I think it’s important to use our time wisely, even when it comes to mundane pursuits and what others may consider “time suckers” when referring to hobbies involving entertainment – like watching movies, television, surfing the web, etc. I have to defend this by saying that to me, it’s not a time sucker if it’s productive in even a small way. If you’re parked in front of television, glazing over as you half watch a program, that’s a bit of a waste. One would be better using their time sleeping as that is at least repairing the body! But if you are watching a program that, when you walk away from it, leaves you feeling energized and refreshed, then that’s positive, and that is using free time wisely. Sure, we can’t over-analyze everything we do because that’s no fun. But if we are devoting considerable time to something, it’s good to ask whether or not it really is refreshing or is it simply a time sucker, energy sucker, and altogether draining. This spans everything, from friendships to hobbies, even career, but I’m focusing more on websites and the time spent online. And this leads me back to Flickr.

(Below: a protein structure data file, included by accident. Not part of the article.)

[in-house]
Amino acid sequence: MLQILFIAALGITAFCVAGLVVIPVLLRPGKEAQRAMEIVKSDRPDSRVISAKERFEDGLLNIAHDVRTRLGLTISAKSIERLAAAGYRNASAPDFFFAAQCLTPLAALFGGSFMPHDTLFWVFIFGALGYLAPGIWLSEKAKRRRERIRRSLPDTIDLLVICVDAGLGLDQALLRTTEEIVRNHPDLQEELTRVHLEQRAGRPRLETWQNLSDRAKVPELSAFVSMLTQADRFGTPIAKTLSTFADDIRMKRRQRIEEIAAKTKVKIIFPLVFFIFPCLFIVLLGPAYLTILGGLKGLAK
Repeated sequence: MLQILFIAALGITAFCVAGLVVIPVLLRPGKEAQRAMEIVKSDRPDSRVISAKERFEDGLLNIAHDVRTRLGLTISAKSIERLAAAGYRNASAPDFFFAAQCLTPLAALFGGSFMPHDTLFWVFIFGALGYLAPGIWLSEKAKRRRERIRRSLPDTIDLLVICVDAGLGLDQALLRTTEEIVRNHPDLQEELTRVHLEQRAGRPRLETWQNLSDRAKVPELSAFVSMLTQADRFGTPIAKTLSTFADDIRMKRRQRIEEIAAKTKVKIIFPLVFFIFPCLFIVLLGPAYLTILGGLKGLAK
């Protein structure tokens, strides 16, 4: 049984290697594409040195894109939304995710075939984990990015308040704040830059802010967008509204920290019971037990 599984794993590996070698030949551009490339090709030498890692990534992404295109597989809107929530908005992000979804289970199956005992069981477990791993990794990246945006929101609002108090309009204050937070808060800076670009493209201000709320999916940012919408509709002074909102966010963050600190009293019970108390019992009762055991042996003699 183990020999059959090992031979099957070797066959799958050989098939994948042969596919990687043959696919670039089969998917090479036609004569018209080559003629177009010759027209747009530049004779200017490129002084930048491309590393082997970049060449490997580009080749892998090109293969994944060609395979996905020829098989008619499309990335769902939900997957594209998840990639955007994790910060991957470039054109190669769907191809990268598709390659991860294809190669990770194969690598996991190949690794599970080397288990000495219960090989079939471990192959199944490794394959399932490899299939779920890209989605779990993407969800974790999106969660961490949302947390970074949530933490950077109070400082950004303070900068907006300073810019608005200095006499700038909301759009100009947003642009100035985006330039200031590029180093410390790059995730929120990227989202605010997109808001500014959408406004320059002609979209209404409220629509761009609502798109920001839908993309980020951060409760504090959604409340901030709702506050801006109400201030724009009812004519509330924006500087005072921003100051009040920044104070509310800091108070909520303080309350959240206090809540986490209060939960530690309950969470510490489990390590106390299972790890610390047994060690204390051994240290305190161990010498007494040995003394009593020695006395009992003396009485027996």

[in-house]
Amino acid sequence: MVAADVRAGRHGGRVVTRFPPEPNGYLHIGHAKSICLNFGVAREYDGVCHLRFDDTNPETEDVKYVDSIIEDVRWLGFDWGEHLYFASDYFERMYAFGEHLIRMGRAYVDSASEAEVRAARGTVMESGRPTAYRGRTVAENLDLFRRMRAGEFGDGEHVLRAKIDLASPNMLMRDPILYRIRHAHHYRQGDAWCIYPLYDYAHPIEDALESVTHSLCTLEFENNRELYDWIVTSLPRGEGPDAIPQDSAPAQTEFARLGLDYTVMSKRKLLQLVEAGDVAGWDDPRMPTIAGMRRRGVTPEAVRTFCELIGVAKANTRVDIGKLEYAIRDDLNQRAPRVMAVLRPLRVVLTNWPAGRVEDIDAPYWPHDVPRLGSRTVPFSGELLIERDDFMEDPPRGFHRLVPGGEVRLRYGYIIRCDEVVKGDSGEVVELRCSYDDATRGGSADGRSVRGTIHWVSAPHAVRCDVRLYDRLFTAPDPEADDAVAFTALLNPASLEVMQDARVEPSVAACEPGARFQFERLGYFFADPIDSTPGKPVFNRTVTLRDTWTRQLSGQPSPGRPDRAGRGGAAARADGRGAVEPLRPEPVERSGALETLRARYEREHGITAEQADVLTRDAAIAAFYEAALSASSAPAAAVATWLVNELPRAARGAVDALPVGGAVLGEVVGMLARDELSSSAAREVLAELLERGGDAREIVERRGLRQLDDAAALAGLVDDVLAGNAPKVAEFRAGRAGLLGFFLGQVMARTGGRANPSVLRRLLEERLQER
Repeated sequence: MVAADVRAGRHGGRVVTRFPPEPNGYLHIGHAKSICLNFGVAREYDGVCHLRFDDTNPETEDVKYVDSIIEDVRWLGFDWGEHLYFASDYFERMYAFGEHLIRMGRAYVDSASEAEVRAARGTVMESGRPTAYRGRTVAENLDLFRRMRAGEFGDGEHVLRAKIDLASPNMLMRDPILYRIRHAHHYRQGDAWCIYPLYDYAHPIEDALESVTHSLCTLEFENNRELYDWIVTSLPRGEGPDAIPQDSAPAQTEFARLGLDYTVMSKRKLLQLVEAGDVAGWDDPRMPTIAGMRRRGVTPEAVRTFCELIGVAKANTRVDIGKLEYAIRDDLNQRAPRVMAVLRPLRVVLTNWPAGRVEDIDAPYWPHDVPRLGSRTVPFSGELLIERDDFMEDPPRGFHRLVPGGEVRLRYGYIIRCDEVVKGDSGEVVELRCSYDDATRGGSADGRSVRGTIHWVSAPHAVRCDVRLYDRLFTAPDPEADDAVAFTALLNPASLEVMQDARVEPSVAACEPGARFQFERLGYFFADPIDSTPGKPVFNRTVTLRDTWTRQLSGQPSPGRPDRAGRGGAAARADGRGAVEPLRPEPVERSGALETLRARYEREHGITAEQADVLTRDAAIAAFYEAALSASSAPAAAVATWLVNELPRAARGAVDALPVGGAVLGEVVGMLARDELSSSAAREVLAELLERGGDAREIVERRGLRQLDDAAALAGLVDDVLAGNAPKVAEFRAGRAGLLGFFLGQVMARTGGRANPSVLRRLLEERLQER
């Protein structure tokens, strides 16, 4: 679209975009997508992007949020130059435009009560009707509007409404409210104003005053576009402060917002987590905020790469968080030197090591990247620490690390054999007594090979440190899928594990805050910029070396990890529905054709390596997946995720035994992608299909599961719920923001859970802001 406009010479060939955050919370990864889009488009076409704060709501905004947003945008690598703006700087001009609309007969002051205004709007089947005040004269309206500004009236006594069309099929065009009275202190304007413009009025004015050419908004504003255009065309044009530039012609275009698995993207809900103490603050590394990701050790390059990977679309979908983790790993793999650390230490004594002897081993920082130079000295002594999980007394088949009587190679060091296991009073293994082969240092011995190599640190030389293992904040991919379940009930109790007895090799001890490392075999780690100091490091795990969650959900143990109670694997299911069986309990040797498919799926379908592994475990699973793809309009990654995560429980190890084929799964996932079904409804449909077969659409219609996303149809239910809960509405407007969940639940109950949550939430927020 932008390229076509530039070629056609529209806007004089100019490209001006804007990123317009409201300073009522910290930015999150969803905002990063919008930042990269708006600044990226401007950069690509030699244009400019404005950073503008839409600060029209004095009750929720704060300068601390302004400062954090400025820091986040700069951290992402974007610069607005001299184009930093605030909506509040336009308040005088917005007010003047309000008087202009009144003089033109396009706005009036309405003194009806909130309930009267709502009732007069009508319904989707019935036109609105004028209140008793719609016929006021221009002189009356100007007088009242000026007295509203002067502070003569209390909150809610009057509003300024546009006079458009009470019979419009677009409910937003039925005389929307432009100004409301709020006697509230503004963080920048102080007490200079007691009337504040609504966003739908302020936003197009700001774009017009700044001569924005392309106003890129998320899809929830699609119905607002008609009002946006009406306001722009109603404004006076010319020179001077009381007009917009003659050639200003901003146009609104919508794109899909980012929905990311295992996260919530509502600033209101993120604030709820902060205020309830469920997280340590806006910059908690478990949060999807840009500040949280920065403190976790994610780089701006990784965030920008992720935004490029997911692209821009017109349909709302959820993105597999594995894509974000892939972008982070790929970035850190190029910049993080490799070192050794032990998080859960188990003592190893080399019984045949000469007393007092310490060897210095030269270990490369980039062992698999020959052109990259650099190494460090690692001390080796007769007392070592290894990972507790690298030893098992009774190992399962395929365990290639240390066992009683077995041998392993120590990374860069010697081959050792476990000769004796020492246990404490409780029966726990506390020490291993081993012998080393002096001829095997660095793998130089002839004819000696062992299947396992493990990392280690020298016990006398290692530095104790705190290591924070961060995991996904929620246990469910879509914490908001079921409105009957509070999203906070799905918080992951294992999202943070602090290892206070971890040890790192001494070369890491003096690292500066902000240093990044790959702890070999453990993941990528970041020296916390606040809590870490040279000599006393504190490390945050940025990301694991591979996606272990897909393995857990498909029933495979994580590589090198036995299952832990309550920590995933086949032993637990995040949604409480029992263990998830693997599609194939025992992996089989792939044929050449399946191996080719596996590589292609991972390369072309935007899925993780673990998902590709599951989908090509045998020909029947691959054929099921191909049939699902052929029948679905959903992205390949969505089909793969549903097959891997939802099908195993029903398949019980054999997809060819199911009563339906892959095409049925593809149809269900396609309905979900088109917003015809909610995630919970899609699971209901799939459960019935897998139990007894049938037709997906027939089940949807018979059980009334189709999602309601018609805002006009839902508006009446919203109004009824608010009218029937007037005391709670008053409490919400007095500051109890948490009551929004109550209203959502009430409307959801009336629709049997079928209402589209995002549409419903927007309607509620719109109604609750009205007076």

On Flickr, I see people living life. Tons of images showing families spending time together, great food shots from devoted cooks and newbie chefs trying out a recipe for the first time. Pet photos, images of handmade crafts (lots of soft toys!), and travel shots that will take your breathe away. It’s also fun to peek inside the homes of others, even to look at the self portraits people snap of well, themselves. When I look at all of these images from my nearly 1,300 contacts, I walk away feeling like a new standard for living has been set.
It’s not about just accepting what we’ve been given. It’s about being more.
To borrow from the army, Be All That You Can Be. I like that expression. I walk away from Flickr feeling inspired to bake more, plant more, and just be a little more than I may be today. Not in a do-it-or-die self-promoting way, but in a let’s take it up a notch way. This is what I call finding refreshment from the whole online experience. For me, it’s through the blogs I read and the lovely Flickr site.
Your turn. What are your thoughts on this? Do you have Flickr favorites that you would like to link to in the comments below? Go for it!
I have to mention that this post is a result of a lovely conversation that Marisa and I had today. She is wonderful. :)
(images: sources noted beneath each photo)
Help a girl out. For our upcoming anniversary, we’ll be in Quebec City and Montreal. Any cool tips to share?